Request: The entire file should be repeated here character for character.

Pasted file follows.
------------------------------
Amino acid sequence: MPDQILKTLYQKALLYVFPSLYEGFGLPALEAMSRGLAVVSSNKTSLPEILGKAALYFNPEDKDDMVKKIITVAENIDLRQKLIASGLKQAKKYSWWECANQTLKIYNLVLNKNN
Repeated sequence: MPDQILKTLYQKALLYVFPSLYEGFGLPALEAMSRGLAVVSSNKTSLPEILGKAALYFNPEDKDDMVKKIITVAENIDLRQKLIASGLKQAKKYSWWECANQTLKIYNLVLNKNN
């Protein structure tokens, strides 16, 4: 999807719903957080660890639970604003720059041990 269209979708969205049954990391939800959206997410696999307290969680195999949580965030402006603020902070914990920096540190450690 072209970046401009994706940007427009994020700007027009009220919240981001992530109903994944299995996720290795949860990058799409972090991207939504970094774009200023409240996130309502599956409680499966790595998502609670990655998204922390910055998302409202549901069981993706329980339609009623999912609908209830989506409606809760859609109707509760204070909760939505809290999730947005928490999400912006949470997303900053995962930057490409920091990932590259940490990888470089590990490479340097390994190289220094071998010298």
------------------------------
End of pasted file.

Amino acid sequence: MPDQILKTLYQKALLYVFPSLYEGFGLPALEAMSRGLAVVSSNKTSLPEILGKAALYFNPEDKDDMVKKIITVAENIDLRQKLIASGLKQAKKYSWWECANQTLKIYNLVLNKNN
Repeated sequence: MPDQILKTLYQKALLYVFPSLYEGFGLPALEAMSRGLAVVSSNKTSLPEILGKAALYFNPEDKDDMVKKIITVAENIDLRQKLIASGLKQAKKYSWWECANQTLKIYNLVLNKNN
């Protein structure tokens, strides 16, 4: 999807719903957080660890639970604003720059041990 269209979708969205049954990391939800959206997410696999307290969680195999949580965030402006603020902070914990920096540190450690 072209970046401009994706940007427009994020700007027009009220919240981001992530109903994944299995996720290795949860990058799409972090991207939504970094774009200023409240996130309502599956409680499966790595998502609670990655998204922390910055998302409202549901069981993706329980339609009623999912609908209830989506409606809760859609109707509760204070909760939505809290999730947005928490999400912006949470997303900053995962930057490409920091990932590259940490990888470089590990490479340097390994190289220094071998010298």